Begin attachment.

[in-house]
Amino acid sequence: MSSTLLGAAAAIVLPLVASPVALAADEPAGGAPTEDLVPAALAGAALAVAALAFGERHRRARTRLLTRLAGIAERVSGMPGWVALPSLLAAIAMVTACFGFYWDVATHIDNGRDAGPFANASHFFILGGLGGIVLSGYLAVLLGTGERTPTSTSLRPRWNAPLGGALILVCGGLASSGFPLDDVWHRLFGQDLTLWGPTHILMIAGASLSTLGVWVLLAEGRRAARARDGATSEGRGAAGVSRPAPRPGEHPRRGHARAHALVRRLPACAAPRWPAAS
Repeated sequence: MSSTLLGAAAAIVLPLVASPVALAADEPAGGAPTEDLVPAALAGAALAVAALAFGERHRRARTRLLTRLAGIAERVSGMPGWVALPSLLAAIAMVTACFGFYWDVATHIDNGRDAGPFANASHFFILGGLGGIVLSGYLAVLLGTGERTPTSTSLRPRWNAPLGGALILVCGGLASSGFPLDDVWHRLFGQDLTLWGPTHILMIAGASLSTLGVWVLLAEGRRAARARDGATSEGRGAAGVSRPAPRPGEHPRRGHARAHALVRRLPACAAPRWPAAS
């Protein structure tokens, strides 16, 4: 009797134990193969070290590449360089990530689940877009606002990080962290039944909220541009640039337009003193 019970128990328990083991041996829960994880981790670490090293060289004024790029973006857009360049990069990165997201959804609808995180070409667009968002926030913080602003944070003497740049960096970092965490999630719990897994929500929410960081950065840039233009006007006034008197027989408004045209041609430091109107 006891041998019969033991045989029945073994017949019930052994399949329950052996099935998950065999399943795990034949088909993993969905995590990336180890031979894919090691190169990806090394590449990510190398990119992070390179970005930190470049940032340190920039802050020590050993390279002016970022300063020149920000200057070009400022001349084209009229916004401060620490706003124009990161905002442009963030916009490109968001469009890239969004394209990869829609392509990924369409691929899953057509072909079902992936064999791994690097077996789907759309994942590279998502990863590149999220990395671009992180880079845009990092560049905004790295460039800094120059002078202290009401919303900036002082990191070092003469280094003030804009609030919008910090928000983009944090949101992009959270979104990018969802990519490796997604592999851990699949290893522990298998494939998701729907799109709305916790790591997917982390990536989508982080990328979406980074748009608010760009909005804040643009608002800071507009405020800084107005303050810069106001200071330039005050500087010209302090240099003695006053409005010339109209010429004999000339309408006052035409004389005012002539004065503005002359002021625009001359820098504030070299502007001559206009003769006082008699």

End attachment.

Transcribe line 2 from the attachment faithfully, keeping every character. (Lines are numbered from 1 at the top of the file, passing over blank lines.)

Amino acid sequence: MSSTLLGAAAAIVLPLVASPVALAADEPAGGAPTEDLVPAALAGAALAVAALAFGERHRRARTRLLTRLAGIAERVSGMPGWVALPSLLAAIAMVTACFGFYWDVATHIDNGRDAGPFANASHFFILGGLGGIVLSGYLAVLLGTGERTPTSTSLRPRWNAPLGGALILVCGGLASSGFPLDDVWHRLFGQDLTLWGPTHILMIAGASLSTLGVWVLLAEGRRAARARDGATSEGRGAAGVSRPAPRPGEHPRRGHARAHALVRRLPACAAPRWPAAS